With all the books trying to reconnect children with their fathers, nature and useful skills, the one that started it all often gets overlooked. The American Boy's Handy Book has been helping youths of the male variety (and their female counterparts) build, explore, learn, fight and camp without a tent since 1890. Not only is this the original, it's far more thorough than any of its successors, covering everything from stocking and maintaining a freshwater aquarium to building a replica of Robinson Crusoe's raft to trapping and raising wild birds.
The ingenuity displayed in this volume is impressive. In an age before video games and inane cartoons, children (yes, children, often alone and unsupervised) built shadow puppets, magic lanterns, war kites (every bit as awesome as they sound), sailboats they could actually get in and pilot themselves, water telescopes, and on and on and on. Activities are divided by season (spring, summer, fall, winter) for easy reference. Even if you or your kids don't follow any of the advice within these pages, there's enough out-of-the-ordinary information and instruction here to bring hours of amusement. Some of it is really useful (like the section on knot-tying) while by modern standards some of it is just odd (like using arsenic powder to preserve a stuffed animal).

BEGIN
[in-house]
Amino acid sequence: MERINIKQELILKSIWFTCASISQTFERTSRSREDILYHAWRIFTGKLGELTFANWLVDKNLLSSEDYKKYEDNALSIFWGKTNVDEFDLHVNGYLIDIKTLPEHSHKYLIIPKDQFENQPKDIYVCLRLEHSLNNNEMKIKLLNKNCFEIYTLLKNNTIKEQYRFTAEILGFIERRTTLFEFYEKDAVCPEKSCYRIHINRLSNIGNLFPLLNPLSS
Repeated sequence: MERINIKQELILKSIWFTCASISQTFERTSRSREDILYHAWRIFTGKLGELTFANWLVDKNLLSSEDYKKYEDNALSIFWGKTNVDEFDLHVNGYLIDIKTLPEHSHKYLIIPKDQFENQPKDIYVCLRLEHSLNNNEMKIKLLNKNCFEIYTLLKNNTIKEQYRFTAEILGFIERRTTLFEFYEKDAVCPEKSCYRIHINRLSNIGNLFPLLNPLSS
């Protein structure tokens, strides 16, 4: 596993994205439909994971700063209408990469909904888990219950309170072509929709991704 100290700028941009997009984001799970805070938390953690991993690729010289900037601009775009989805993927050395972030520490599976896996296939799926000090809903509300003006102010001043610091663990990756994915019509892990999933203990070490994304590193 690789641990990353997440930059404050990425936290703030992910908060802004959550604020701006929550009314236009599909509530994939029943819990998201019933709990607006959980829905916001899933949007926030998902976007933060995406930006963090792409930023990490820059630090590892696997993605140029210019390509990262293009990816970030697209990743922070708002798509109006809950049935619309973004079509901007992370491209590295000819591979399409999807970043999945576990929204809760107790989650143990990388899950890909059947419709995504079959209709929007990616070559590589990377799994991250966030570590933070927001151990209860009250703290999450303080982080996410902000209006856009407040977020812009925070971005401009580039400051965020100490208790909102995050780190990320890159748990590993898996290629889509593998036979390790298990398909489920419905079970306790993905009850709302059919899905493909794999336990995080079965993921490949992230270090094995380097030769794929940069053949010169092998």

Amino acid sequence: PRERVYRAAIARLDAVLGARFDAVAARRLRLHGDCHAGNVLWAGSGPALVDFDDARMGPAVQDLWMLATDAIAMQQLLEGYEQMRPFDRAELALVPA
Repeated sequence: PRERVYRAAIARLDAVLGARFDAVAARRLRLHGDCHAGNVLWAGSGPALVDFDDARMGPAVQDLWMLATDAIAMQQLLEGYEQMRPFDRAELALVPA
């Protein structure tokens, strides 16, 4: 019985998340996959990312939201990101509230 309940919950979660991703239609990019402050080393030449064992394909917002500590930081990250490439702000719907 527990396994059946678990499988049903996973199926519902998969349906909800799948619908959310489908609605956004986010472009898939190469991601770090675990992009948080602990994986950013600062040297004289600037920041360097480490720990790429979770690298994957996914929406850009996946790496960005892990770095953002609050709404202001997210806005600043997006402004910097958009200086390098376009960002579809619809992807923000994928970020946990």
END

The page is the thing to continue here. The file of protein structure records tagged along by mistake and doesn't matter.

Author Daniel Beard wrote to a primarily rural readership who had unlimited access to nature, construction materials and wildlife (dead or alive). He assumes a level of familiarity with carpentry, mechanics and hunting far beyond the ability of most kids today. While many of these ideas can be implemented, many more cannot, at least without considerable remedial knowledge and experience. Curing and bending wood to make a boomerang, for instance, requires know-how that has been lost even among adults. And you can't just kill animals (no matter how small and annoying) in your neighborhood to practice taxidermy.
As a result, this book works well as a bit of living cultural history, demonstrating what boys used to do to amuse themselves rather than encouraging the boys of today to follow in their footsteps. However, with some elbow grease and practice many of these skills can be learned, especially if you first master the projects in books like The Dangerous Book for Boys, Handy Dad, and Geek Dad. Each edition we carry is a facsimile reproduction of the original, complete with the author's own detailed black and white illustrations. His prose style is beautifully crafted and vigorous, so even if you have no intention of skinning a squirrel or making snow shoes, The American Boy's Handy Book makes great reading for boys (and girls) of any age.